LOS ANGELES (CBSLA.com) — A 1946 case that helped to dissolve the path of segregation in California schools was commemorated Monday by the Los Angeles Superior Court, as well as by one of the plaintiffs in the historic case.

Sylvia Mendez ascended the steps of the federal courthouse and entered the very courtroom where the case of Mendez v. Westminster ultimately dismantled school segregation in the Orange County School District.

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In the courtroom, over 100 high school students from East Los Angeles learned about the trial and its influence on history.

When Mendez was 8, she was denied access to a public school and was redirected to a Mexican school instead. In 1946, her parents filed a lawsuit, challenging racial segregation in Orange County.

The trial lasted three years, resulting in a victory for Mendez, her parents and Latinos seeking fair education opportunities in Southern California.

Even then, however, the integration was no easy task.

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“It wasn’t until we integrated and I went into a white school, and this little boy came up and told me ‘You know, we don’t want Mexicans in here, what are you doing here?’ and I remember I started crying, and told my mother, ‘I don’t want to be in that white school; they don’t want Latinos,” Mendez said. “And my mother says ‘Sylvia, don’t you remember when you were in court every day, and what we were fighting for.’ ”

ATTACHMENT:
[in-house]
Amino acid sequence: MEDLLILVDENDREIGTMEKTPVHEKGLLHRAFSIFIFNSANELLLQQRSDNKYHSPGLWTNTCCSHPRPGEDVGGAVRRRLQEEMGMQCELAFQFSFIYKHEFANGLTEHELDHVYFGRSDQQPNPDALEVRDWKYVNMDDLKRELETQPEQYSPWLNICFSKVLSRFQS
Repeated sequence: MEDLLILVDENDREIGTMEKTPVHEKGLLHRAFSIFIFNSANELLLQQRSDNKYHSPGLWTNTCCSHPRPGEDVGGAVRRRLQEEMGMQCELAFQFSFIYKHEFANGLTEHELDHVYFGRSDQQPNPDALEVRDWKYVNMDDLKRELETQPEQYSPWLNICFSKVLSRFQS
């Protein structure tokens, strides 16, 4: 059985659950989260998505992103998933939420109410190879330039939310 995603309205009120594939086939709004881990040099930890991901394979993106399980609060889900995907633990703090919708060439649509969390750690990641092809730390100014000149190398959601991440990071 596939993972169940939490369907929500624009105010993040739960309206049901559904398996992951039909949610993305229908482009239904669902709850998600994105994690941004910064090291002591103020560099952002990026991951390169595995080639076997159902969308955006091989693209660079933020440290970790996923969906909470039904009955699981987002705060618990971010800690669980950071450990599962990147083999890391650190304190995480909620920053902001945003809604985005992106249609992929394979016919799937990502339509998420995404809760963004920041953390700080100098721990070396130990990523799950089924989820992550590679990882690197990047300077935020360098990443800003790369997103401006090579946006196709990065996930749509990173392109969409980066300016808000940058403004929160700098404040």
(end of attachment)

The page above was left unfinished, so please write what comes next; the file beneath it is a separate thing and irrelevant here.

While Mendez says she is proud of how far school integration has come since the 1940s, she believes more remains to be done.

“This case isn’t something we really discuss in our schools, and it’s not something that we have textbooks (for),” Mendez said.

In addition to Mendez’ lessons, the students were shown a documentary by filmmaker Sandra Robby, which detailed Mendez v. Westminster.

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Mendez, meanwhile, continues to travel the country to speak with high school and college students about her experience and how equal education opportunities can change the future.